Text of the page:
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Christian Music - Reviews, News, Interviews

This Is What I Hear

  • reviewed by LaTonya Taylor Copyright Christianity Today International
  • 2005 1 Jan
This Is What I Hear
Sounds like … primarily instrumental, radio-ready smooth jazz guitar for fans of George Benson, Jonathan Butler and Jonathan Dubose. At a glance … Bowman's nimble technique and a solid group of musicians give his guitar-driven smooth jazz freshness and interestTrack ListingSummer GrooveDanceMiracleCandy's GrooveAngels (Interlude)AngelsAcoustic RainNew DayThis Song's for YouTable for Two225My PraiseMy Praise (Reprise)Angels (Reprise)

Tim Bowman is carving a niche for himself in the growing genre of instrumental gospel-flavored jazz, combining his classical guitar training with his gospel roots in This Is What I Hear, his fourth album of guitar-driven smooth jazz.

The album opens with "Summer Groove," which is upbeat and cool in a way reminiscent of relief from a hot summer day. Nelson Rangel joins Bowman on sax, and son Tim Bowman II offers a light occasional scat. "Dance" features Mo'Horns in brassy interplay with Bowman's nimble fingers over Terrance Palmer's slightly brooding bass. "Miracle" has a sense of lingering wonder, accented by Dana Davis on keys, and "Candy's Groove," contributed by Bowman's daughter, is heated and funky.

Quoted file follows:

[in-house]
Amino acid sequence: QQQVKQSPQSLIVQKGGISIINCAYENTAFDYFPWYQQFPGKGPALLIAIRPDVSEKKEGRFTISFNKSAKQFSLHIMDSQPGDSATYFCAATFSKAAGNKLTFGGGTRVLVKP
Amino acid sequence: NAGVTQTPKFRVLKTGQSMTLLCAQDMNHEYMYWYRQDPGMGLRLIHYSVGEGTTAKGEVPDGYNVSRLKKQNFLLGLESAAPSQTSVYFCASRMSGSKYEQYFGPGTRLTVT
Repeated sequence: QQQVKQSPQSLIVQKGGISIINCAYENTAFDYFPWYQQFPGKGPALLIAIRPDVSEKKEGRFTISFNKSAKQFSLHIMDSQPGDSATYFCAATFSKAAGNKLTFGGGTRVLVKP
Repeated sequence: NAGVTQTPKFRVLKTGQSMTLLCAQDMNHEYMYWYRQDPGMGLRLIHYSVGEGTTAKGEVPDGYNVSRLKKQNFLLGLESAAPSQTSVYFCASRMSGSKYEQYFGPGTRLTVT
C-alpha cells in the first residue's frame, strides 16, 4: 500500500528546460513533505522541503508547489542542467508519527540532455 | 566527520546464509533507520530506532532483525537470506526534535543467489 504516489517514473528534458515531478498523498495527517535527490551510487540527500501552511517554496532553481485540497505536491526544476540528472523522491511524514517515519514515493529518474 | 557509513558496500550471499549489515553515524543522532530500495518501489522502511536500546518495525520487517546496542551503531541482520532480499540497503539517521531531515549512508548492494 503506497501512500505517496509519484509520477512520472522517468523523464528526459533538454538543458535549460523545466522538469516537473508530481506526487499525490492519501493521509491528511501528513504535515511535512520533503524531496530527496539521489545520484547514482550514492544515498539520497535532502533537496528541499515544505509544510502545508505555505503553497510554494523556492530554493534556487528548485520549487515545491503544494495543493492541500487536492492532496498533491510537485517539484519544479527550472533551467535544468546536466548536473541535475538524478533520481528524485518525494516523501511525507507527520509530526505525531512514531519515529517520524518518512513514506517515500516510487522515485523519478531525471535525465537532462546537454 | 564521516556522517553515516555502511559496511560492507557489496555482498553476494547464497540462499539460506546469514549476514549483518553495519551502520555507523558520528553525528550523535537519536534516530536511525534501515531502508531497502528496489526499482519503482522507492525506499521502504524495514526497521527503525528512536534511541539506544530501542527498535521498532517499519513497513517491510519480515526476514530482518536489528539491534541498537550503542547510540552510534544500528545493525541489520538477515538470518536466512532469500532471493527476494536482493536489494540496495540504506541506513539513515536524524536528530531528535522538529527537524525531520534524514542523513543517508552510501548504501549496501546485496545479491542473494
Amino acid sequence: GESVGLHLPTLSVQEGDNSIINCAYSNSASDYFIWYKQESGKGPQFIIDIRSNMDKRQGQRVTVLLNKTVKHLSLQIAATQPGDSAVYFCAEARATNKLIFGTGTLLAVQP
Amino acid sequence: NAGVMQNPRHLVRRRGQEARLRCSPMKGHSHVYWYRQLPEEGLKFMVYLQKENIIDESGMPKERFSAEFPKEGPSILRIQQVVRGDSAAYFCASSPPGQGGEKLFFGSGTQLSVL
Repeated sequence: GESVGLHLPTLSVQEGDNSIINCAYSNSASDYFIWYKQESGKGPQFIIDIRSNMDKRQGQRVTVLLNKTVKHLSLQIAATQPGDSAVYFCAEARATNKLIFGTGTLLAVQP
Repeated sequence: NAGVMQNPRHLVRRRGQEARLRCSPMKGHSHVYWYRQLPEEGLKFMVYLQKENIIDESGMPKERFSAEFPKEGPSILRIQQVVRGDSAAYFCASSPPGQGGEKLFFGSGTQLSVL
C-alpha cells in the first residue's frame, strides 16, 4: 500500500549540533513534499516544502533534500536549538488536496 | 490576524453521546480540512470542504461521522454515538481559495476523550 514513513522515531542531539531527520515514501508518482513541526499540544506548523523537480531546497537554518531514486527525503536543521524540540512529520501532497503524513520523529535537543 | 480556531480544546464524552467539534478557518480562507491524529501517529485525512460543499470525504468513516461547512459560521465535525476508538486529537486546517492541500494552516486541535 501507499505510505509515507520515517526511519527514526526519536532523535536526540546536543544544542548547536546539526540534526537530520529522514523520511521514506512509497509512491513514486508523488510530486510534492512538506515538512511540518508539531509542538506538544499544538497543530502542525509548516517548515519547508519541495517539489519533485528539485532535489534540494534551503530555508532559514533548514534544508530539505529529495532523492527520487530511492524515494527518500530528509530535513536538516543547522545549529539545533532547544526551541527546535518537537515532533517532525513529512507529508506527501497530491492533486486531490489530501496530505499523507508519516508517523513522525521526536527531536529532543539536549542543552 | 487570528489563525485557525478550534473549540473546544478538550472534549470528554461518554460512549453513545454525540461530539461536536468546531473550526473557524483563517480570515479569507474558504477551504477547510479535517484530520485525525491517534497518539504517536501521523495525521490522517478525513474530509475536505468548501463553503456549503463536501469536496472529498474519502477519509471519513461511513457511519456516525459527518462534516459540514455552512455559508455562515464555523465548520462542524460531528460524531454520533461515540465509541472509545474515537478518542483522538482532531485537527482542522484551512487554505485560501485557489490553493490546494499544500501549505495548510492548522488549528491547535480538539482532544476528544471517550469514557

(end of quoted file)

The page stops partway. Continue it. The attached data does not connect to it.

"Angels" features Kayla Parker's cool, slightly smoky vocals in a song with lyrics that feel like an updated version of Andrae Crouch's "Got Me Some Angels." "Acoustic Rain" has a feeling of peace and cleansing recognizable even without the title, and "New Day" picks things up with fresh energy and a hint of sass. Marvin Winans offers weathered, assured lead vocals on "This Song's for You." "Table for Two" is easy and romantic, while "225" features electric piano and organ-and a light, urban cool. Rance Allen and Bowman's sister Vickie Winans are a pleasurable listen on "My Praise."

Like much smooth jazz, This Is What I Hear would make great background music for a dinner party or road trip. But Bowman's smooth-not-sleepy technique and the variety of sounds on the album make it worth a closer, more attentive listen for jazz lovers and guitar enthusiasts alike.